‘Far Western’ documents a little known chapter in popular culture
Stylized archival image of Japanese musician from 1962, photographer unknown
Following two separate stories of Japanese musicians and their connections to American country music, Matt Leach and James Payne’s documentary, “Far Western” explores the way American folk music has impacted Japanese popular culture. The film takes a look at the small, but tight-knit country music community in Japan where musicians worked against the grain to establish a scene and a wider appreciation for Western-style music.
There’s the story Charlie Nagatani—who founded one of Japan’s first country and western bands in 1961—and his lifelong, single-minded passion for spreading the gospel of country music in his country.Battling pressure from his family and the skepticism of his peers, he eventually accomplished his dream: being invited to do a yearly spot performing at the Grand Ole Opry in Nashville.
Charlie’s story is juxtaposed with The Blueside of Lonesome, a Japanese bluegrass band, and their parallel journey. The film documents the band recounting their initial discovery of bluegrass music while visiting the U.S. in the 1970s, and follows them as they play for Americans in present-day Guthrie and Tulsa. The band is an eclectic mix of musicians with one common element: a deep, abiding love of bluegrass music.
There’s an endearing simplicity to the subjects’ insistence that though they may have grown up in a Japanese culture, American roots music speaks to them. There’s a repeated theme that a Japanese person can be every bit as country as a good ol’ boy from Stillwater, Oklahoma.
Director, Producer, and Editor James Payne believes that one of the film’s key messages is that “music has the unique ability to travel, and to be transplanted.” Its peculiar ability to do so means it winds up in unlikely places.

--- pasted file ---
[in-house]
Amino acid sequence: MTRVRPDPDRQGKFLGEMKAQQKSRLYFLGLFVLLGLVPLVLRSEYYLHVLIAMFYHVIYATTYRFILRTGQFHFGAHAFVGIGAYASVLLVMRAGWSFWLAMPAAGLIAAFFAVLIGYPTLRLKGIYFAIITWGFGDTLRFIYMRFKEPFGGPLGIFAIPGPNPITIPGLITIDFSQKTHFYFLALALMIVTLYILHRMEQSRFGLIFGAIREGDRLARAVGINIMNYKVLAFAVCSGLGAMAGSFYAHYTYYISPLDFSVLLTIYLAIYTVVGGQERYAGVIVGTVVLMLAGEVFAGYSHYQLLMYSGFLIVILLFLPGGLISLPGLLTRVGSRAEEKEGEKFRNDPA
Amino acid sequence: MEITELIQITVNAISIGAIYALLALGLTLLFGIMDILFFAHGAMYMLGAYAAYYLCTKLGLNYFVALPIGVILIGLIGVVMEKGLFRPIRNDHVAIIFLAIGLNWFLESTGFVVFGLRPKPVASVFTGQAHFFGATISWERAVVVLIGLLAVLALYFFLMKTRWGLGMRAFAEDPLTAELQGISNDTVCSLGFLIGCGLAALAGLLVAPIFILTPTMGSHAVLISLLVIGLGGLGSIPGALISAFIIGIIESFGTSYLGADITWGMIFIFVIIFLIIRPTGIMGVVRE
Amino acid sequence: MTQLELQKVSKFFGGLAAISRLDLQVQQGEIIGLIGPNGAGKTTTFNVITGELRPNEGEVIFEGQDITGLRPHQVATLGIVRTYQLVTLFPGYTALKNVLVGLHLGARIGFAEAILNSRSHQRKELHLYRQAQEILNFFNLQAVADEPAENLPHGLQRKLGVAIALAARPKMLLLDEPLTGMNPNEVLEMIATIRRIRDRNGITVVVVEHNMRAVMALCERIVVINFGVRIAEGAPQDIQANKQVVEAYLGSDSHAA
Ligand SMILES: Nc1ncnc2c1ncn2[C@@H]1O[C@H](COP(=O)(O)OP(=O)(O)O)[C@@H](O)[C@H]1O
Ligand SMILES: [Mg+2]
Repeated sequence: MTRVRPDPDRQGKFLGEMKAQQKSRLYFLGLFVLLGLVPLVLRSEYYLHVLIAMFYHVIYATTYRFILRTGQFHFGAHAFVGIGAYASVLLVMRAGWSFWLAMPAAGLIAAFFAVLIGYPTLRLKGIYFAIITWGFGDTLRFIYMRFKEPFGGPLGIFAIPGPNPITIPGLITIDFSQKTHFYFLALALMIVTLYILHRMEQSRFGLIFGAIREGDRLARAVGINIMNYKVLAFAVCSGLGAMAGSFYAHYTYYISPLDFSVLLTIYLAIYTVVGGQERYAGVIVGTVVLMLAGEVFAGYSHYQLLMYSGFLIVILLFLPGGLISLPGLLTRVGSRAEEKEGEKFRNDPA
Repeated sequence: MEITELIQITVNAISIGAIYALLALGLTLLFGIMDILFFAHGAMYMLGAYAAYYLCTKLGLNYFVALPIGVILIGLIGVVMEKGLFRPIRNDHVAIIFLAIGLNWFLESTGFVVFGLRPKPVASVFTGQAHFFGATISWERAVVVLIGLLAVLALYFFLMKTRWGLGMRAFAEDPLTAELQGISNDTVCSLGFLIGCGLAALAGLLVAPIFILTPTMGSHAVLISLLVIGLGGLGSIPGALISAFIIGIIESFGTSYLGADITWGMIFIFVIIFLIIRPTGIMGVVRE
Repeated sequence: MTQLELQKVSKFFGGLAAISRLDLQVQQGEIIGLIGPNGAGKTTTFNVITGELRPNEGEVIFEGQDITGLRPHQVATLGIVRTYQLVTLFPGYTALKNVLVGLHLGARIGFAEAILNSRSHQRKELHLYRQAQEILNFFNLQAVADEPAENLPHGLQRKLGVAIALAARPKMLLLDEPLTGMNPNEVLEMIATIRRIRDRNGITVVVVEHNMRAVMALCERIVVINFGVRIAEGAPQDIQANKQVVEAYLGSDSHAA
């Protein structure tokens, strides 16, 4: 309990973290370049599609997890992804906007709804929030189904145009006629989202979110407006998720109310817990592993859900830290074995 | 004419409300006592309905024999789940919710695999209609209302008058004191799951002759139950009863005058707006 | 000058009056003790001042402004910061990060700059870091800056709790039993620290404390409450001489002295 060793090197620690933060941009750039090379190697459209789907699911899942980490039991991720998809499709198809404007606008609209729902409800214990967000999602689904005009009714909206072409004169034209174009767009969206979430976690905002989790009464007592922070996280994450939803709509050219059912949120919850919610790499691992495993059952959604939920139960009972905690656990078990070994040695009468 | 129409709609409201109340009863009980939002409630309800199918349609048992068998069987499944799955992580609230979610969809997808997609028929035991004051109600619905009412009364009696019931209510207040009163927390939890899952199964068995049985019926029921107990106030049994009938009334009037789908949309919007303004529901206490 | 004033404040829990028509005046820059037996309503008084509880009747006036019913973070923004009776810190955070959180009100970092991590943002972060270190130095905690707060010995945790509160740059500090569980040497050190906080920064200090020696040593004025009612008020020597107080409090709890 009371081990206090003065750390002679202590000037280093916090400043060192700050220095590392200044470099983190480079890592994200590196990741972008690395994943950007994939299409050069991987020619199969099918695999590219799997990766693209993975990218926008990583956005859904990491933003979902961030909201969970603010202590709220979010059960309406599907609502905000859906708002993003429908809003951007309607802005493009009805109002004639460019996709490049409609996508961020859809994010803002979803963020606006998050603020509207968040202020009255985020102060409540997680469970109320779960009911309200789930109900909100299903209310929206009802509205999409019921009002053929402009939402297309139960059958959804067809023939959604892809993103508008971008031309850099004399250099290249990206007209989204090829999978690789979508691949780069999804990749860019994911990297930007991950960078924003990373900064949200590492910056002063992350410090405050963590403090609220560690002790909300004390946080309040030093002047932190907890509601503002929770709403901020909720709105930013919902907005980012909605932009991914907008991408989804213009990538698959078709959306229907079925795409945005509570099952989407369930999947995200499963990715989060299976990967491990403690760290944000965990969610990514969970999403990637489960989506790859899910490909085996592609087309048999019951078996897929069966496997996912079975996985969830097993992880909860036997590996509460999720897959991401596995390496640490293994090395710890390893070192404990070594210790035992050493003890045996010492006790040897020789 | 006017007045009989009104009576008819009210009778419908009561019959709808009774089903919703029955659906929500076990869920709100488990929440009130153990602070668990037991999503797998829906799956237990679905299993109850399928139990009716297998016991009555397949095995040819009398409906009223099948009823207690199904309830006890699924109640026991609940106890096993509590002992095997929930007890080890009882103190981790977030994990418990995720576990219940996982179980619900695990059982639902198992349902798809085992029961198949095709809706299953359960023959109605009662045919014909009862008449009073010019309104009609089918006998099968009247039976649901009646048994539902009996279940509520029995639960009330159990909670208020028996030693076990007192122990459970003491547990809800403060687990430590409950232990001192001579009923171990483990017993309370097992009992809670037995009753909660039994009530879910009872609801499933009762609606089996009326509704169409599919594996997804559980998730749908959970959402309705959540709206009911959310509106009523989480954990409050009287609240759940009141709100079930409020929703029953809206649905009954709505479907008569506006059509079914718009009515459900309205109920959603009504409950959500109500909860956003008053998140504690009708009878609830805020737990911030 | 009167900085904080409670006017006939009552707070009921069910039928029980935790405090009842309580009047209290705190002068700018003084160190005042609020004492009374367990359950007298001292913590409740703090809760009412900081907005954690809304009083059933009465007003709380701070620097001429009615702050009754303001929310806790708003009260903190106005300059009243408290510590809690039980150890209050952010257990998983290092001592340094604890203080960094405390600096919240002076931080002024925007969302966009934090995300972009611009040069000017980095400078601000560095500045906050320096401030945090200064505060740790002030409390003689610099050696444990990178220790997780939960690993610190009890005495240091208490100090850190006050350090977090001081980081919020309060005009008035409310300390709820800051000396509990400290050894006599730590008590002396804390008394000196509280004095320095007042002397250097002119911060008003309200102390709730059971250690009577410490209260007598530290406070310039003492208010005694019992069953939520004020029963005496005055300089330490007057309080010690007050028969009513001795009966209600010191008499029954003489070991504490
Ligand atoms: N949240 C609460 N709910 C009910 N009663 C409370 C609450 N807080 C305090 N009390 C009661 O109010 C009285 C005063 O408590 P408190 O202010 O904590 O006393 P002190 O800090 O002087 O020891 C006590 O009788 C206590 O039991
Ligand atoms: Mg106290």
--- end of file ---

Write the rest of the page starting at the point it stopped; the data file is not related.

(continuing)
Live performances by the film’s subjects at the Grand Ole Opry in Nashville and Tulsa’s The Colony reveal the nervous excitement of the musicians playing for an American crowd. It’s special for an American country singer to play the Opry to warm reception, but it is several degrees more awesome for an artist from Japan to be invited, much less kill it, there.
As one of the Blueside members explains in the film, “I’ve dreamed of creating that sound of mountain music myself. I feel like I’ve been trying to re-experience that first moment, of being amazed to listen to this music.”
“Far Western” shows country music as loose, like a dog off a chain, and not limited to North America.
Far Western Tulsa Premiere
October 5 | 5:30-6:30 p.m. reception, 7:00 showing | Circle Cinema, 10 S. Lewis Ave. | Tickets at circlecinema.com
Blue Side of Lonesome will play at Fassler Hall afterward, 10 p.m., 21+, free.